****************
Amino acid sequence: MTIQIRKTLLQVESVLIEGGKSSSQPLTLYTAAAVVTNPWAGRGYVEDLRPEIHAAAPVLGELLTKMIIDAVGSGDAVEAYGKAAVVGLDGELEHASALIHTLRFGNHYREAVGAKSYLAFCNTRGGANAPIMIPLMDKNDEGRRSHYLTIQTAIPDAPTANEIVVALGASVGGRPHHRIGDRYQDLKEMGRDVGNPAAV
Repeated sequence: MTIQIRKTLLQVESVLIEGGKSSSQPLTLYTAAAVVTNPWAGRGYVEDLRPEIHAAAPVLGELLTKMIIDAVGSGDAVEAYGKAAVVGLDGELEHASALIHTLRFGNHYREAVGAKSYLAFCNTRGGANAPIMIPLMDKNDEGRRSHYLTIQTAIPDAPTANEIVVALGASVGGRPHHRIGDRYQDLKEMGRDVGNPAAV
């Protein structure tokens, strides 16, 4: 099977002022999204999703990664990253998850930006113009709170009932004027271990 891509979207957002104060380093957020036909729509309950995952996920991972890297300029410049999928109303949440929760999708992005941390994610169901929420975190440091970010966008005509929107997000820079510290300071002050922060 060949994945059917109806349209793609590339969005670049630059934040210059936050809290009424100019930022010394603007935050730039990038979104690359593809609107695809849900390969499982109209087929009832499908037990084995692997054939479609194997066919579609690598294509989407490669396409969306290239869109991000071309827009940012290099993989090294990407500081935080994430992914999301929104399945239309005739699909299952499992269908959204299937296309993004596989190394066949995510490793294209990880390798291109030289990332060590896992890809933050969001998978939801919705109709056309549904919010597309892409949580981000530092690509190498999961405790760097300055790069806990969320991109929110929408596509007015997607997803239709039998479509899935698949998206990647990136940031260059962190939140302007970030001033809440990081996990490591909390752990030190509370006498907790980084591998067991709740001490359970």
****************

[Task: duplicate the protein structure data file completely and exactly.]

Amino acid sequence: MTIQIRKTLLQVESVLIEGGKSSSQPLTLYTAAAVVTNPWAGRGYVEDLRPEIHAAAPVLGELLTKMIIDAVGSGDAVEAYGKAAVVGLDGELEHASALIHTLRFGNHYREAVGAKSYLAFCNTRGGANAPIMIPLMDKNDEGRRSHYLTIQTAIPDAPTANEIVVALGASVGGRPHHRIGDRYQDLKEMGRDVGNPAAV
Repeated sequence: MTIQIRKTLLQVESVLIEGGKSSSQPLTLYTAAAVVTNPWAGRGYVEDLRPEIHAAAPVLGELLTKMIIDAVGSGDAVEAYGKAAVVGLDGELEHASALIHTLRFGNHYREAVGAKSYLAFCNTRGGANAPIMIPLMDKNDEGRRSHYLTIQTAIPDAPTANEIVVALGASVGGRPHHRIGDRYQDLKEMGRDVGNPAAV
């Protein structure tokens, strides 16, 4: 099977002022999204999703990664990253998850930006113009709170009932004027271990 891509979207957002104060380093957020036909729509309950995952996920991972890297300029410049999928109303949440929760999708992005941390994610169901929420975190440091970010966008005509929107997000820079510290300071002050922060 060949994945059917109806349209793609590339969005670049630059934040210059936050809290009424100019930022010394603007935050730039990038979104690359593809609107695809849900390969499982109209087929009832499908037990084995692997054939479609194997066919579609690598294509989407490669396409969306290239869109991000071309827009940012290099993989090294990407500081935080994430992914999301929104399945239309005739699909299952499992269908959204299937296309993004596989190394066949995510490793294209990880390798291109030289990332060590896992890809933050969001998978939801919705109709056309549904919010597309892409949580981000530092690509190498999961405790760097300055790069806990969320991109929110929408596509007015997607997803239709039998479509899935698949998206990647990136940031260059962190939140302007970030001033809440990081996990490591909390752990030190509370006498907790980084591998067991709740001490359970």